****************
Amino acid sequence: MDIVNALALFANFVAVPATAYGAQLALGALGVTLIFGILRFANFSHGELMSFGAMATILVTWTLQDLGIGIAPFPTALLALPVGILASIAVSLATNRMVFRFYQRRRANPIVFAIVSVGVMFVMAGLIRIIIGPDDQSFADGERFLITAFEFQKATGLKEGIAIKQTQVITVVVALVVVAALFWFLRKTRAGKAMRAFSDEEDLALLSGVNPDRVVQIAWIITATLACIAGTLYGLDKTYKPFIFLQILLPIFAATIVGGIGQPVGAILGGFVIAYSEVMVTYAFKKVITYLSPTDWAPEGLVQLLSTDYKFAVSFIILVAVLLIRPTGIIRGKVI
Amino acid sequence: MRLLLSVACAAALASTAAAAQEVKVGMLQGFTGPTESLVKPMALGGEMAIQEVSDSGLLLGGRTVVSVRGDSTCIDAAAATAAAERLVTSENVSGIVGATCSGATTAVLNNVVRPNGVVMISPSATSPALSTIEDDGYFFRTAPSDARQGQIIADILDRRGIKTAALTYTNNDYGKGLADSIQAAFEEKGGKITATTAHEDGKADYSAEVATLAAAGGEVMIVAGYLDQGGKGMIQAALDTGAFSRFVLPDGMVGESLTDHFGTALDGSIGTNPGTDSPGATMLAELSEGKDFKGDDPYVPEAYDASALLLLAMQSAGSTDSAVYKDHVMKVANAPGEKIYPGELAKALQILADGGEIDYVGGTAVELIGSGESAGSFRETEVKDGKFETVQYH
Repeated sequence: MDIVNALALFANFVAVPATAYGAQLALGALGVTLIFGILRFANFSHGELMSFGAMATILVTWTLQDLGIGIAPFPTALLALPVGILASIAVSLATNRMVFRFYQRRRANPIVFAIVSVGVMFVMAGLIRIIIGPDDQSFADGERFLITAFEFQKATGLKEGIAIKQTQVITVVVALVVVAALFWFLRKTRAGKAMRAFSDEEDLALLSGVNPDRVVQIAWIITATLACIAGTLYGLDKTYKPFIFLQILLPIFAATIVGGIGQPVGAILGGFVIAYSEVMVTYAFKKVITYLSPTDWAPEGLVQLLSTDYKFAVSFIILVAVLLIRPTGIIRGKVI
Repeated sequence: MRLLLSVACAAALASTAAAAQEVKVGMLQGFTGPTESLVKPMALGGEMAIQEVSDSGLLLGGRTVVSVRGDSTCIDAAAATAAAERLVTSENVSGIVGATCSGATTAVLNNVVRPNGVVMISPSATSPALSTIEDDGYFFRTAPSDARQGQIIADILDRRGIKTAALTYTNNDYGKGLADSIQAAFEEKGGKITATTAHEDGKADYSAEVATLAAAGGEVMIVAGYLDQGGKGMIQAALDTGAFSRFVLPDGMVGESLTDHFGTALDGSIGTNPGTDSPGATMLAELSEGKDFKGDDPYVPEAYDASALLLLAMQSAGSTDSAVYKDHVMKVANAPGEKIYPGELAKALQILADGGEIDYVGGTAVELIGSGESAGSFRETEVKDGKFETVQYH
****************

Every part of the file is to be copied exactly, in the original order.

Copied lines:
Amino acid sequence: MDIVNALALFANFVAVPATAYGAQLALGALGVTLIFGILRFANFSHGELMSFGAMATILVTWTLQDLGIGIAPFPTALLALPVGILASIAVSLATNRMVFRFYQRRRANPIVFAIVSVGVMFVMAGLIRIIIGPDDQSFADGERFLITAFEFQKATGLKEGIAIKQTQVITVVVALVVVAALFWFLRKTRAGKAMRAFSDEEDLALLSGVNPDRVVQIAWIITATLACIAGTLYGLDKTYKPFIFLQILLPIFAATIVGGIGQPVGAILGGFVIAYSEVMVTYAFKKVITYLSPTDWAPEGLVQLLSTDYKFAVSFIILVAVLLIRPTGIIRGKVI
Amino acid sequence: MRLLLSVACAAALASTAAAAQEVKVGMLQGFTGPTESLVKPMALGGEMAIQEVSDSGLLLGGRTVVSVRGDSTCIDAAAATAAAERLVTSENVSGIVGATCSGATTAVLNNVVRPNGVVMISPSATSPALSTIEDDGYFFRTAPSDARQGQIIADILDRRGIKTAALTYTNNDYGKGLADSIQAAFEEKGGKITATTAHEDGKADYSAEVATLAAAGGEVMIVAGYLDQGGKGMIQAALDTGAFSRFVLPDGMVGESLTDHFGTALDGSIGTNPGTDSPGATMLAELSEGKDFKGDDPYVPEAYDASALLLLAMQSAGSTDSAVYKDHVMKVANAPGEKIYPGELAKALQILADGGEIDYVGGTAVELIGSGESAGSFRETEVKDGKFETVQYH
Repeated sequence: MDIVNALALFANFVAVPATAYGAQLALGALGVTLIFGILRFANFSHGELMSFGAMATILVTWTLQDLGIGIAPFPTALLALPVGILASIAVSLATNRMVFRFYQRRRANPIVFAIVSVGVMFVMAGLIRIIIGPDDQSFADGERFLITAFEFQKATGLKEGIAIKQTQVITVVVALVVVAALFWFLRKTRAGKAMRAFSDEEDLALLSGVNPDRVVQIAWIITATLACIAGTLYGLDKTYKPFIFLQILLPIFAATIVGGIGQPVGAILGGFVIAYSEVMVTYAFKKVITYLSPTDWAPEGLVQLLSTDYKFAVSFIILVAVLLIRPTGIIRGKVI
Repeated sequence: MRLLLSVACAAALASTAAAAQEVKVGMLQGFTGPTESLVKPMALGGEMAIQEVSDSGLLLGGRTVVSVRGDSTCIDAAAATAAAERLVTSENVSGIVGATCSGATTAVLNNVVRPNGVVMISPSATSPALSTIEDDGYFFRTAPSDARQGQIIADILDRRGIKTAALTYTNNDYGKGLADSIQAAFEEKGGKITATTAHEDGKADYSAEVATLAAAGGEVMIVAGYLDQGGKGMIQAALDTGAFSRFVLPDGMVGESLTDHFGTALDGSIGTNPGTDSPGATMLAELSEGKDFKGDDPYVPEAYDASALLLLAMQSAGSTDSAVYKDHVMKVANAPGEKIYPGELAKALQILADGGEIDYVGGTAVELIGSGESAGSFRETEVKDGKFETVQYH